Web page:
SAS Macro Variables: How to Take a Mean in SAS

I just thought I’d do a quick post about SAS macro variables. They’re a pretty important part of SAS but when I had just started people told me not to worry about them and to just enter values by hand. After I finally got tired of constantly looking up results and entering them into programs over and over again, I decided I had better figure out how real programmers did it. As a side note, I’ve had a couple people tell me SAS was dying out but I see it appears to be in the top 20 of programming languages so I guess it’s going strong.

So SAS is very good at working on rows of data but not quite so good at working with columns. For example if you have a column of tree heights and want to standardize by the mean and standard deviation, there is no easy way to do this without using macros or manually getting the mean and entering it into your program (this works the first couple times but it gets old quickly trust me).

Macros seem to me to be sort of a patch that sits on top of the main SAS program to allow this sort of thing. Macros work by scanning through your program for special commands and replacing things before sending it onto the real SAS program. In effect, the macro processor writes your program for you.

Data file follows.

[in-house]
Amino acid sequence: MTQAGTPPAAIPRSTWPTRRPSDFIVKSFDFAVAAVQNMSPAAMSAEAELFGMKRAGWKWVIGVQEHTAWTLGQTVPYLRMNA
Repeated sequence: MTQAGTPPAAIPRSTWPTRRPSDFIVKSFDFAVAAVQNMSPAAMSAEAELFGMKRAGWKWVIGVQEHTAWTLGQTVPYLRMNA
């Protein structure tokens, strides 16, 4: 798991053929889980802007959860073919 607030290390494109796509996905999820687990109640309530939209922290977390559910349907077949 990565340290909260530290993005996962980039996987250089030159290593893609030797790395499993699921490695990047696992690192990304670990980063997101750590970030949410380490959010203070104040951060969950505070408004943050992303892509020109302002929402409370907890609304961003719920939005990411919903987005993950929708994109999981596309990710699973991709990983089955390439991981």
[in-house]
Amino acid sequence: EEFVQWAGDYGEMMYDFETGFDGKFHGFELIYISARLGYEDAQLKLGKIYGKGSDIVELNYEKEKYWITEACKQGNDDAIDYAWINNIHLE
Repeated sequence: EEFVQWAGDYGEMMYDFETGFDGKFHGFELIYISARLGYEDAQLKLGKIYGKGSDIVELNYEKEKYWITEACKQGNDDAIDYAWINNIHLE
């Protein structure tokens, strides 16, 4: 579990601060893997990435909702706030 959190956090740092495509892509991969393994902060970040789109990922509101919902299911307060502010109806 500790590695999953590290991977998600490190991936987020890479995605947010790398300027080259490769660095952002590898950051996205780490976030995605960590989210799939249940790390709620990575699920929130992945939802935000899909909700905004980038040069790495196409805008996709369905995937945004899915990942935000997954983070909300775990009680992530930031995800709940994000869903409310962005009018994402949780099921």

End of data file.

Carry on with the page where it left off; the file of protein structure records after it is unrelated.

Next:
So back to our example of trees. Here is some data:

[sas]data trees; input name $1-8 height 9-11; cards; Maple 123 Oak 78 Birch 90 Elm 155 Poplar 65 run;[/sas]

I never actually use the cards statements in real code but it’s handy for portable examples. Also the spaces between the two columns are significant since we told SAS to look the 1st through 8th column ($1-8) for tree name

So we now need to find the mean and s.d. of the heights:

[sas]proc means data=trees mean std; var height; output out=meansd mean=meanheight std=sdheight; run; [/sas]

Now our mean is stored in the meanheight and sdheight columns of the meantrees dataset. So to get it into the macro part of SAS we need to use call symput(anyname,column). You can only use call symput in data statements. This is a little silly since we don’t actually want to do anything with the data but I don’t make the rules. Luckily, SAS does provide the _NULL_ dataset which just dumps whatever you put in it after you finish the data step. SAS variables often have extra spaces attached so it’s probably smart to stick a trim(left(column)) in the call symput.

[sas]data _null_; set meansd; call symput(‘treemean’,trim(left(meanheight))); call symput(‘treesd’,trim(left(sdheight))); run; [/sas]

So after call symput we can access the stored values with &treemean and &treesd. They’re called macro variables by the way. If you ever need to check the contents of your macro variables you can use %PUT _users_; to put them all into the log file. So now we can make a column of our standardized tree heights:

[sas]data trees; set trees; standardized=(height-&treemean)/&treesd; run;[/sas]

Now the trees dataset contains the standardized tree heights. This is a lot easier than looking in the results and entering it manually every time something changes.